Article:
As always, our political commentary is non-partisan by design. We favor no politician or party and assess politics solely for its potential market impact.
Former FBI Director James Comey's public testimony to the Senate Intelligence Committee on Thursday, June 8, has a lot of folks speculating over who "won" and who "lost." Most of this speculation centers on Trump v. Comey, Republicans v. Democrats or John McCain v. late-night baseball.
But whatever your view of these things, the biggest loser is hiding in plain sight: It was the media, a factor that should help sentiment warm more as investors see through overly dark headlines.
This was Rachel Maddow possessing Trump tax returns on steroids: Major news organizations oversold the meeting, which promptly under-delivered. Outlets hyped the hearing as on par with the Watergate hearings, Iran-Contra, the McCarthy hearings and more.
All the major networks aired the hearing live, supplanting normal soap operas with this political one. The Washington Post called it a "summer blockbuster." CNN claimed it was Washington's "Super Bowl." To say the least, expectations were high, hence all those bars holding viewing parties across America. Yet rather than the Super Bowl, what we got was almost as anticlimactic as this year's NBA playoffs: Less a bombshell than a dud.
Comey's testimony basically summarized a list of things that were already common knowledge: He didn't really like Trump much; he typed memos documenting their meetings; Trump thought former National Security Adviser Michael Flynn was a "good guy" and "hoped" Comey could "see [his] way clear to letting this go, to letting Flynn go."
The last point is getting a lot of focus, yet we've known it since at least May 16. Comey also altered the language he used to describe the investigation into former Democratic presidential nominee Hillary Clinton's private e-mail server after meeting with then-Attorney General Loretta Lynch.
But that has been publicly known since last year. Heck, Comey already testified about it to Congress back in May. Senator Marco Rubio noted that of all the things Comey covered, "the only thing that's never been leaked is the fact that the president was not personally under investigation." Yet even that was already widely known, because Trump told the world on May 11.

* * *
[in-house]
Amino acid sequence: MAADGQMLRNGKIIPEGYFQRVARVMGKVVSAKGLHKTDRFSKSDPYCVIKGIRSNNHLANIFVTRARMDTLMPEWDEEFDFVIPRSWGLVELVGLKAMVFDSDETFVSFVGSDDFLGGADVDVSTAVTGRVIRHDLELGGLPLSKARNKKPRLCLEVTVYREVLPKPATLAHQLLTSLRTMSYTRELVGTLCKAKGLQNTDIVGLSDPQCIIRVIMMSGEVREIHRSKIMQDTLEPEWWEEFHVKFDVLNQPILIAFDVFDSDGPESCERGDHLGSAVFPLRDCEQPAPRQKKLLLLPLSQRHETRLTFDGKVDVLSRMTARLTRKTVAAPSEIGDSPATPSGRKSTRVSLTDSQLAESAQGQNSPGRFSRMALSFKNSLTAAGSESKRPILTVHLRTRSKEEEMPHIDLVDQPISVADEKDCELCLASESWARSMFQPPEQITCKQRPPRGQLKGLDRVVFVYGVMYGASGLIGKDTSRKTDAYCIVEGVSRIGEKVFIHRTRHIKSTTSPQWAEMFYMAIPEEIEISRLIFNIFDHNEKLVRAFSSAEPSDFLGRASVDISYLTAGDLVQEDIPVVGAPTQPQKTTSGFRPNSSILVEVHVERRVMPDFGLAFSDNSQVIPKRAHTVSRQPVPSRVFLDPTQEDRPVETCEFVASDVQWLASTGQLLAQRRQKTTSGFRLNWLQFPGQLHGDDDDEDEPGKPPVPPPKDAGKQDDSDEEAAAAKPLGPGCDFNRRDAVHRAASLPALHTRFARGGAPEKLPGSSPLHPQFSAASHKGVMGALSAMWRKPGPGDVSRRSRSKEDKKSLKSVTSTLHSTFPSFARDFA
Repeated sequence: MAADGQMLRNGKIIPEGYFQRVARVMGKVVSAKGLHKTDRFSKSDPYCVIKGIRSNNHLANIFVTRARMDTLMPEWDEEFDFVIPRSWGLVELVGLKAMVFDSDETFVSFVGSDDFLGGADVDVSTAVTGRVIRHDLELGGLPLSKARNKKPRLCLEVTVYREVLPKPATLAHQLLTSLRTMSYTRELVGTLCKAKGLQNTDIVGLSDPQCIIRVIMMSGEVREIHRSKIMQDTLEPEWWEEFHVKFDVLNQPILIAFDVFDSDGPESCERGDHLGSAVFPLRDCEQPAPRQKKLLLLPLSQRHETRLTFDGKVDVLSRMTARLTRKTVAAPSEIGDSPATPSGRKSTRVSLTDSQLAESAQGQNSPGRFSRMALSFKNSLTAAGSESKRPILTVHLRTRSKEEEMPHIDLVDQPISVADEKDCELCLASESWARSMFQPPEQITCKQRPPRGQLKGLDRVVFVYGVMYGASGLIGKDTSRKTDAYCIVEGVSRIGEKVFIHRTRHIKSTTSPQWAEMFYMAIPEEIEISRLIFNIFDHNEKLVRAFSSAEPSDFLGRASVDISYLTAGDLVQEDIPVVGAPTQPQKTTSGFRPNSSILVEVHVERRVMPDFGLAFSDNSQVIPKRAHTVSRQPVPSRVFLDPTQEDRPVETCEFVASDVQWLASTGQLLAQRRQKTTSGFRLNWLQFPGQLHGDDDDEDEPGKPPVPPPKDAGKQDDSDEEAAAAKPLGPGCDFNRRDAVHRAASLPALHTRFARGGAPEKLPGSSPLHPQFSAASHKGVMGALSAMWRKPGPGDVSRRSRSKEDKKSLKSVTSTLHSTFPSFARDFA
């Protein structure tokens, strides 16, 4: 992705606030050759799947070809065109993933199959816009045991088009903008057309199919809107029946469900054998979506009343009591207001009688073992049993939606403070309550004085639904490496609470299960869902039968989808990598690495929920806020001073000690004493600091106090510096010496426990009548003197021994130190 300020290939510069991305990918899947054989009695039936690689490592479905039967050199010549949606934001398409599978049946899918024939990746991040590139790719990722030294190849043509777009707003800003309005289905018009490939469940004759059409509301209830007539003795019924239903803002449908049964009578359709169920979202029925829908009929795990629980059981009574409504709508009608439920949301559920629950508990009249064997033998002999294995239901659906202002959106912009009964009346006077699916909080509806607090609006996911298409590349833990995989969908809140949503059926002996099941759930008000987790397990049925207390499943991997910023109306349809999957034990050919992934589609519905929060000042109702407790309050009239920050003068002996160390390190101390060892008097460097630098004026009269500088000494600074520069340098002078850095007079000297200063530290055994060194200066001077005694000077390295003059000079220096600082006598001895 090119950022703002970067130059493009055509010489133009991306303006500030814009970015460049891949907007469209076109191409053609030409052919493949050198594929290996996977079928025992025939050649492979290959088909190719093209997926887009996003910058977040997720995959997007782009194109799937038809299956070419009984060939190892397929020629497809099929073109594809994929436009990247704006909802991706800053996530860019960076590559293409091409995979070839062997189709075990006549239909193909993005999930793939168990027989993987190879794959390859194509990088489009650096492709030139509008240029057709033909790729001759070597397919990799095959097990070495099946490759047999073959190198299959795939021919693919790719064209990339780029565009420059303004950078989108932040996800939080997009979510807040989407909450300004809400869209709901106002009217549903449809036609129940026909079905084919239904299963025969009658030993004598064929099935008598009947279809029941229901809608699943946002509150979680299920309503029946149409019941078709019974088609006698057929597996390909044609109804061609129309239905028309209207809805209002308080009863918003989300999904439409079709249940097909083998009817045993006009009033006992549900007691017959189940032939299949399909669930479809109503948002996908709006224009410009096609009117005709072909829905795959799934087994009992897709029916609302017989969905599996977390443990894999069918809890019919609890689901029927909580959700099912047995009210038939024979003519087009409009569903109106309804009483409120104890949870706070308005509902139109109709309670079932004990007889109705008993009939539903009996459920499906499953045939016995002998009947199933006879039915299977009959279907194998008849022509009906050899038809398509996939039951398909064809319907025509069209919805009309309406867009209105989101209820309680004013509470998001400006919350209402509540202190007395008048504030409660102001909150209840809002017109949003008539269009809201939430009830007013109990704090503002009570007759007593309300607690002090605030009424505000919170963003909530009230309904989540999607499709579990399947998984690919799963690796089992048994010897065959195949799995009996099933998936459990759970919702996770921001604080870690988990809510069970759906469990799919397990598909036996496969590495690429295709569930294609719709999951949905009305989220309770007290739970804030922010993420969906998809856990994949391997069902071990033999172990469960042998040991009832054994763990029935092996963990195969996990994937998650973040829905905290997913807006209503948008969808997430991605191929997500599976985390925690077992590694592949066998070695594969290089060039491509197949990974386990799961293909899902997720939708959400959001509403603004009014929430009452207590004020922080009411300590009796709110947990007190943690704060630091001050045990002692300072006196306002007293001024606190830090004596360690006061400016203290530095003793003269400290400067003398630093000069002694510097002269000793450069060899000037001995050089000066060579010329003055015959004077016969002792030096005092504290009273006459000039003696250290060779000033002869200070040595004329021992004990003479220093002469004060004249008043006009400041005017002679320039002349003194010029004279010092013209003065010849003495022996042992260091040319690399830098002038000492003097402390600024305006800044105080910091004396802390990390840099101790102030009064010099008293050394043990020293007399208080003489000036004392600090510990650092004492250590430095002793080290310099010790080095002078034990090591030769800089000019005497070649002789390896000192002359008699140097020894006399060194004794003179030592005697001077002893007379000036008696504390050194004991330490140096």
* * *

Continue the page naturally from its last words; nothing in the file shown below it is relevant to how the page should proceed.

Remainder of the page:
But the damage to media wasn't just disappointing drama-seeking viewers. Comey himself took a shot at the press. As we noted yesterday, he pretty definitively declared a front-page article from the New York Times, published February 14, 2017, fake news. That article claimed "four current and former American officials" had informed reporters that the FBI and investigators had phone records connecting members of the Trump campaign with senior Russian intelligence officials. But as Comey put it:
In the main, it was not true. Again, all of you [Congresspeople] know this, maybe the American people don't. The challenge -- I'm not picking on reporters about writing stories about classified information. That people talking about it often don't really know what's going on and those of us who actually know what's going on are not talking about it, and we don't call the press to say, 'Hey, you got that thing wrong about this sensitive topic,' we just have to leave it there, mention the chairman and the nonsense about what influenced me to make the July 5th statement, nonsense. But I can't go explaining how it is nonsense.
For the record, the Times reporters are standing by their earlier work and noting Comey wasn't specific about what was so wrong with the piece. And we'll give them that. But he did say, "in the main," which suggests we aren't talking about a minor wrinkle. And, either way, the damage is done.
The media hyped a hearing all the major networks covered, only to have the star witness tell viewers one of America's pre-eminent news organizations wrote a partly, if not wholly, false front-page news column. In light of papers claiming to be a bulwark against fake news, this is a skosh problematic.
It's seems fairly clear the Comey saga amounts to yet another shot at media credibility, and that should lead more investors to either approach it skeptically or tune out altogether. There is a good side and bad side to this.
In the short run, we figure this should make folks tune out a persistently pessimistic media, get more confident and become more willing to bid stock prices up. But in the longer run, folks tuning out media could be how this bull market reaches a complacent or euphoric stage -- it may allow huge negatives to go unnoticed or underappreciated. We don't think that's the case now, but are keenly aware it may eventually be.
Fisher Investments is an independent, fee-only investment adviser serving investors globally. To learn more about Fisher Investments, please visit www.fisherinvestments.com.
The content contained in this article represents only the opinions and viewpoints of Fisher Investments editorial staff. It should not be regarded as personalized financial advice and no assurances are made the firm will continue to hold these views, which may change at any time based on new information, analysis or reconsideration. Investments in securities involve the risk of loss. Past performance is no guarantee of future results.